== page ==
Two separate robberies occurred in parking garages on the East Side of Manhattan in August of 1982. On August 17, A and two other individuals stole two cars after threatening the parking attendant with a gun. A few days later on August 20, 1982, B, who had participated in the first robbery, picked A up from his mother’s home. Another robbery occurred in a different parking garage and Colon and Tisdale were later seen showing off one of the four cars that were stolen to other people in the neighborhood. The parking attendant who worked at the second garage was found dead on the floor of the garage office. He had been killed with a shotgun and fingerprint evidence suggested that B but not A had been present in the office. Despite this evidence, Mr. A was convicted of second degree murder and first, second and third degree robbery. He was sentenced as a violent offender and received 15 years to life for the murder, 6 to 12 years each for the first and second degree robbery counts and 3 to 6 years for the third degree robbery count. The judge ordered the sentences to run concurrently with one another but consecutively with another sentence of 12 ½ to 25 years for an unrelated conviction.
Mr. A appealed his conviction on the grounds that the trial court committed an error in denying his motion to vacate the judgment based on insufficient evidence. The Supreme Court Appellate Division, first Department was charged with determining whether his appeal had any merit.
At trial, one of the individuals who participated in the first robbery provided testimony concerning the planning of the crime and its actual execution. This witness stated that Mr. A had used a gun during the robbery and that he had kept one of the stolen cars for himself. Two more witnesses also testified that Mr. A was seen driving the car following the robbery. Mr. A was attempting to enter this same vehicle at the time he was arrested and his fingerprints were found inside the car. The court held that this evidence, along with the testimony of the witnesses, was sufficient to prove the elements of the crime of robbery in the third degree. Under New York law, robbery involves the taking of another person’s property through the use of force or threat. Other types of crimes involving the theft of property, such as larceny or burglary, typically do not involve the use of force.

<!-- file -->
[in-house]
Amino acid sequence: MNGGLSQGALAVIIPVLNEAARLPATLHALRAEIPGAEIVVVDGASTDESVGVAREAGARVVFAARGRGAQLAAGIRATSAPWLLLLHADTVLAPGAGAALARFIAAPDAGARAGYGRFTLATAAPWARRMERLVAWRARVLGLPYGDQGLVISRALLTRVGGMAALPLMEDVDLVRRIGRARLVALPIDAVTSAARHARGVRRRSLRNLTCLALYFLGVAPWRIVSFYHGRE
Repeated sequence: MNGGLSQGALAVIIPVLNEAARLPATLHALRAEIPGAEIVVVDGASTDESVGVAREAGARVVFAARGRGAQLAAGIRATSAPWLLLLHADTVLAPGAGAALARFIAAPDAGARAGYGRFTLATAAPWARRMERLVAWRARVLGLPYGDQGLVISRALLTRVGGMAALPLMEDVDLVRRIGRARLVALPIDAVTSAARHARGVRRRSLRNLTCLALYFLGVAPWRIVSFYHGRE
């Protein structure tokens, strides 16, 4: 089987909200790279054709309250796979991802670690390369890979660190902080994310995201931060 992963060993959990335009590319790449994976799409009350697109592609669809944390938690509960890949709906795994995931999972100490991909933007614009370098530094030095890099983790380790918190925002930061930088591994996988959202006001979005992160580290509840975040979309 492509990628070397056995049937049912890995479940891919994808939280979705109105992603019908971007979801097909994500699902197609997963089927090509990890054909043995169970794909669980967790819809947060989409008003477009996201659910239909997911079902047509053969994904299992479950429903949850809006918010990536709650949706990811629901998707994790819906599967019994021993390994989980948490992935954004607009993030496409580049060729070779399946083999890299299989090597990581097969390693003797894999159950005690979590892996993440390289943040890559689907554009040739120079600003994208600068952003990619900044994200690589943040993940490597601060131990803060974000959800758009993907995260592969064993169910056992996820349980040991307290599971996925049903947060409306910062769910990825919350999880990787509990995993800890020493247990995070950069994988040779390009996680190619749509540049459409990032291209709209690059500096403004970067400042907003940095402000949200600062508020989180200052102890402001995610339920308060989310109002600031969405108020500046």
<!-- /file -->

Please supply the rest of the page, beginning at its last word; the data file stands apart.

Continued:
Mr. A’s attorney also argued that the prosecutor’s opening statements and the admission of photographs of the deceased victim into evidence were prejudicial to the case. Additionally, Mr. A claimed that the prosecutor’s questioning of a witness on redirect was outside the boundaries of what should have been allowed. The defense also raised an issue over the court’s decision to allow the sentences for murder and robbery to run consecutively with the other unrelated sentence.
The court opted to deny Mr. A’s arguments and accordingly, his conviction was upheld.
In the state of New York, robbery is a felony offense and conviction for this or a similar property crime can lead to life-altering consequences.
If you’ve been charged with robbery, you need the help of an experienced New York Criminal Defense Attorney to protect your rights. The law firm of Stephen Bilkis and Associates specializes in defending individuals against charges of robbery, burglary, larceny and other serious crimes. Call 1-800-NY-NY-LAW today to speak with one of our criminal defense experts. You may also stop by one of our New York area offices to discuss your case in person. Contact us today to get the expert legal help you need.